The Critic, Better Half and Mini Critic felt like some Italian food for dinner on a Sunday night so it was decided that Due Torri should be the place. Arriving there, a waiter came out and said, sorry we’re closing now. (FYI: Sundays Due Torri is open from noon to 7 pm)
Next choice, Villa Italia. Closed as well. This outing was turning into a bust.
On the way to Superama to buy some ingredients for dinner, the Critic saw an opportunity for a new review: Da Vinci Italian restaurant, on the corner of Montejo and Calle 17 in the space formerly occupied by Le Chujuk, had all its lights on and appeared open, so in the group went.
The place was empty, probably due to the late/early hour of 7:00 PM which is neither here nor there in terms of dinnertime in Merida, or the fact that the Semana Santa (holy week) has just started which means Meridanos are off at the beach. Several white-shirted waiter types lounged about, all of whom dispersed to their work areas upon seeing some customers approach except for one who, menu in hand, opened the door and led the three to a table inside.
The feeling was that this place didn’t quite click; maybe it was the fact that there was Italian music playing a little too loudly combined with the sound of a giant TV showing Spiderman in Spanish. Confusing.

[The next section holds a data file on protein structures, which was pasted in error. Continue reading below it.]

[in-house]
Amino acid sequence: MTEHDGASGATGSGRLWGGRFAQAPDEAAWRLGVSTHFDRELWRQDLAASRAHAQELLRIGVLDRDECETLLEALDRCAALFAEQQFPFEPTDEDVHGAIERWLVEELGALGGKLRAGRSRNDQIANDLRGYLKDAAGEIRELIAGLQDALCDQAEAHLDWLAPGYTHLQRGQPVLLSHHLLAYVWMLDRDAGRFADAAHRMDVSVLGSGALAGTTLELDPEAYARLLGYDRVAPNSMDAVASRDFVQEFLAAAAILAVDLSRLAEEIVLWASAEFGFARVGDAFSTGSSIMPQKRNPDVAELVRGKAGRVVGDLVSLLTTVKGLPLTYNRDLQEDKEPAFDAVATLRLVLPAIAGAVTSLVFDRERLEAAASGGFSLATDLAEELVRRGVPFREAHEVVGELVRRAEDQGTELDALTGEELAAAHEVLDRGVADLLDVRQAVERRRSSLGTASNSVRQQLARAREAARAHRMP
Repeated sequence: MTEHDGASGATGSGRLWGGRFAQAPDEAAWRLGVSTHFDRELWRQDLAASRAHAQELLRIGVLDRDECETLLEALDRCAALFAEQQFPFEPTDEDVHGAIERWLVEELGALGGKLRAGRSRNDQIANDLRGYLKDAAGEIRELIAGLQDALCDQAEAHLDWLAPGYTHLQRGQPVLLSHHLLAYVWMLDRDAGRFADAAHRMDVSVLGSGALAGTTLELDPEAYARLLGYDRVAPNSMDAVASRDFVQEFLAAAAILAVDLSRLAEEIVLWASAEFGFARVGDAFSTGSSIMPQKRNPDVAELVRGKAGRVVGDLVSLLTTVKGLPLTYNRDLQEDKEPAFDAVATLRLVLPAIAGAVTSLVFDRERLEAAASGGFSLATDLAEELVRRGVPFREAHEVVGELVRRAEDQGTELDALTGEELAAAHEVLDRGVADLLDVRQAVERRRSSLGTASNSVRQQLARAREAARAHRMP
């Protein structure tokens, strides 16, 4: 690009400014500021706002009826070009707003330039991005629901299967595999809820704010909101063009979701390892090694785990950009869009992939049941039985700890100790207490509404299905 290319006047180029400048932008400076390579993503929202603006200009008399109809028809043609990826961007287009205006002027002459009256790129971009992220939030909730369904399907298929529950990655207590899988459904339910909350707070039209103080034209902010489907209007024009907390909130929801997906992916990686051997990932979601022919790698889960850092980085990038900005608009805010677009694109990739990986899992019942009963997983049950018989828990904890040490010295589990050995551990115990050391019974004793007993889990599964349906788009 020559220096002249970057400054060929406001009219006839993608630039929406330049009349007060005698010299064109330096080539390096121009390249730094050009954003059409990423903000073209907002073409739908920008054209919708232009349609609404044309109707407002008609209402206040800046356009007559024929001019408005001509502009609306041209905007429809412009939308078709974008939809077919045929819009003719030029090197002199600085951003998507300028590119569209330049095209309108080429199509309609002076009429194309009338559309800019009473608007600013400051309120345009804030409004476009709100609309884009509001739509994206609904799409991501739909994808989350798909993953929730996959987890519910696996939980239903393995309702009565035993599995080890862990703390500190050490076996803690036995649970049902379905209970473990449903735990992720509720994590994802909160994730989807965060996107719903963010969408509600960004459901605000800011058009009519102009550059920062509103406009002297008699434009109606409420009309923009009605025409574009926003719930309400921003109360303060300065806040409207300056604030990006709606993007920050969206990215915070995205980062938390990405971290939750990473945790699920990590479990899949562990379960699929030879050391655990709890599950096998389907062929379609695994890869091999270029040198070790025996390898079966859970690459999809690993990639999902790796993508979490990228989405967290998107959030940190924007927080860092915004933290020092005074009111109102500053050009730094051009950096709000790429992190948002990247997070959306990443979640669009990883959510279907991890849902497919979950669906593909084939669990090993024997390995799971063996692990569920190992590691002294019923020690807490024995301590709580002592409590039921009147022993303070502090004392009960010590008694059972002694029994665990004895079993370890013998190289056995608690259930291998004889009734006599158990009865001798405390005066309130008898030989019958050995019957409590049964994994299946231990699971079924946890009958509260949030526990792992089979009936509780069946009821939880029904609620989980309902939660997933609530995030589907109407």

The elderly gentleman sitting in the restaurant who said hello initially but abstained from further interaction and sat nearby was watching the movie; was he the owner? Hard to tell.
A further lack of cohesiveness was provided by the menu, which offered an enormous variety of dishes both Italian and not. From carpaccio to pastas to veal, with names in Spanish, Italian and misspelled English apparently at random. On the last page, the Critic was surprised to see BBQ ribs, chicken wings and German sausage.
The group ordered a carpaccio to start and then waited for a looong time before the waiter came back with some bread and tomato salsa. He took the dinner orders at that time and shortly thereafter reappeared with the salmon carpaccio, which was sparse but delicious and came with arugula and hot homemade bread.
Spaghetti carbonara which the MiniCritic described as ‘X’ which is teenspeak for just average;
Raviolis al pomodoro which the BetterHalf thought very good and the Critic agreed;
Pizza 4 Estazione, which was enormous. The crust tasted like the bread but was crispy and the toppings were flavorful; it was far too much for one person, however.
The overall feel was that the food was made fresh and from scratch; the service was just alright and the restaurant itself needs to define what it wants to be: fine dining, casual, international cuisine or Italian.
This place might survive; right now the Critic predicts a 50/50 chance of making it since this location is Meridas most expensive strip of real estate.